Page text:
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Joint Bone Spine. 2006 Oct;73(5):490-4. Epub 2006 Jun 2.

Prognostic markers for systemic sclerosis.

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Assistance publique-Hôpitaux de Paris, hôpital Bichat, 46, rue Henri-Huchard, 75018 Paris, France.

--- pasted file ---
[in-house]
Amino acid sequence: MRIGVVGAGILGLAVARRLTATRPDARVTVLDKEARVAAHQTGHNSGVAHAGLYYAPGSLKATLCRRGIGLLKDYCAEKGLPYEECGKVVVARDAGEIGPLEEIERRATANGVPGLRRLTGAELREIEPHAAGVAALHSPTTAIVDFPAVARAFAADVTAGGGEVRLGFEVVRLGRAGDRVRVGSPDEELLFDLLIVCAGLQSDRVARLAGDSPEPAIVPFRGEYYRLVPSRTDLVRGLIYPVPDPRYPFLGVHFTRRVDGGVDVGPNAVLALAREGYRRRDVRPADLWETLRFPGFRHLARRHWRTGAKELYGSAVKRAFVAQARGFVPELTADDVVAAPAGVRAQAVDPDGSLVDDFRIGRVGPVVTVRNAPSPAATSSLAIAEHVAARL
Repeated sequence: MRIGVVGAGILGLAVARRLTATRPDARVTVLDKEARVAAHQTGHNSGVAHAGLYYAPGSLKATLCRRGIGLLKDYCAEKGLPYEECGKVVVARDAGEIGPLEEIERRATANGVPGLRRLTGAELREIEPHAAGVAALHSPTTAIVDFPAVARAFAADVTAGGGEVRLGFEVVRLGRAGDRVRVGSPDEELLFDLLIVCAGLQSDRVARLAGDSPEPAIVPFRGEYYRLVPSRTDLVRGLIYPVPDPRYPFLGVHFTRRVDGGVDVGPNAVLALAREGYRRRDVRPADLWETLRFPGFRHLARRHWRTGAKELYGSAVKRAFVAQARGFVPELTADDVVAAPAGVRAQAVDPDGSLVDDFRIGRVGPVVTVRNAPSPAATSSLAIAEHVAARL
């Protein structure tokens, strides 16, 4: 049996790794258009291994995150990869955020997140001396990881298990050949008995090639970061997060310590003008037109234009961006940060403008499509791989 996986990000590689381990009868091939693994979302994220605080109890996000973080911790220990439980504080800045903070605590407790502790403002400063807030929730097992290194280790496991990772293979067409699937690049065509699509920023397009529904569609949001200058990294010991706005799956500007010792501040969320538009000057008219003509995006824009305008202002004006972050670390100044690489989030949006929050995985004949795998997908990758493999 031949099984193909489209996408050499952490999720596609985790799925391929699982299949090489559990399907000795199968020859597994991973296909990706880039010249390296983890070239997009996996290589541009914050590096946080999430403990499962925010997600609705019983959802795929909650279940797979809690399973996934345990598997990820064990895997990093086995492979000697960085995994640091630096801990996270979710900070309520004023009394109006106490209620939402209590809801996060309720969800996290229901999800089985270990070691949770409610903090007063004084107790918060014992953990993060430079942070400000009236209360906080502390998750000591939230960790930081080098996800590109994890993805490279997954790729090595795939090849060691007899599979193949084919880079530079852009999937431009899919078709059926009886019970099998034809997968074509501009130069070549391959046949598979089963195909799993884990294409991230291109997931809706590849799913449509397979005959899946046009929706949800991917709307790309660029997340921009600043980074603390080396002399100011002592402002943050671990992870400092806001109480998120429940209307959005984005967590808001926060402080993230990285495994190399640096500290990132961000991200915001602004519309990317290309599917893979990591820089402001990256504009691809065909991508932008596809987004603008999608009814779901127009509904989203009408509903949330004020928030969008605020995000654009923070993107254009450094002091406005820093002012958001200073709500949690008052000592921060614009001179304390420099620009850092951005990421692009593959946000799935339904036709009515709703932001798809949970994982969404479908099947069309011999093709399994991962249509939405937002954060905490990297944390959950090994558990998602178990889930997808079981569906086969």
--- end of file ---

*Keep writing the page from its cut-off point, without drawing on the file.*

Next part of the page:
The prognosis of systemic sclerosis depends chiefly on the extent of the skin lesions, which correlates with the severity of the cardiovascular, pulmonary, and renal manifestations. An erythrocyte sedimentation rate greater than 15-25 mm/h or a hemoglobin level lower than 12.5-11 g/dl is associated with a 2.5- to 3-fold increase in mortality. Anticentromere antibodies are associated with delayed pulmonary hypertension, anti-topoisomerase I antibodies (Scl 70) with interstitial lung disease, and anti-RNA polymerase III antibodies with renovascular hypertension. The risk of death is directly related to the autoantibody pattern. For instance, in a study of 1432 cases from the Pittsburgh Scleroderma Databank, 10-year survival among patients with limited cutaneous disease was 88% in the group with anti-U1-RNP, 75% in the group with anticentromere antibodies, 72% in the group with anti-PmScl, and 65% in the group with anti-Th/To. Ten-year survival in patients with diffuse cutaneous disease was 64% with anti-topoisomerase antibodies, 61% with anti-U3-RNP, and 75% with anti-RNA polymerase III. Several prognostic markers are also available for predicting the risk of organ involvement. For instance, serum levels of KL-6, surfactant proteins SP-A and SP-D, the collagen peptide PIIINP, and homocysteine are associated with the risk of fibrosing alveolitis. Serum levels of CD40L and NP-ProBNP, circulating endothelial cells, and serum anticardiolipin titers correlate with the risk of arterial hypertension. Serum VCAM1 and markers for oxidative stress such as carboxyl terminus residues predict the risk of vascular disease. Other serum markers for organ involvement are under study, although their predictive performance remains to be evaluated.

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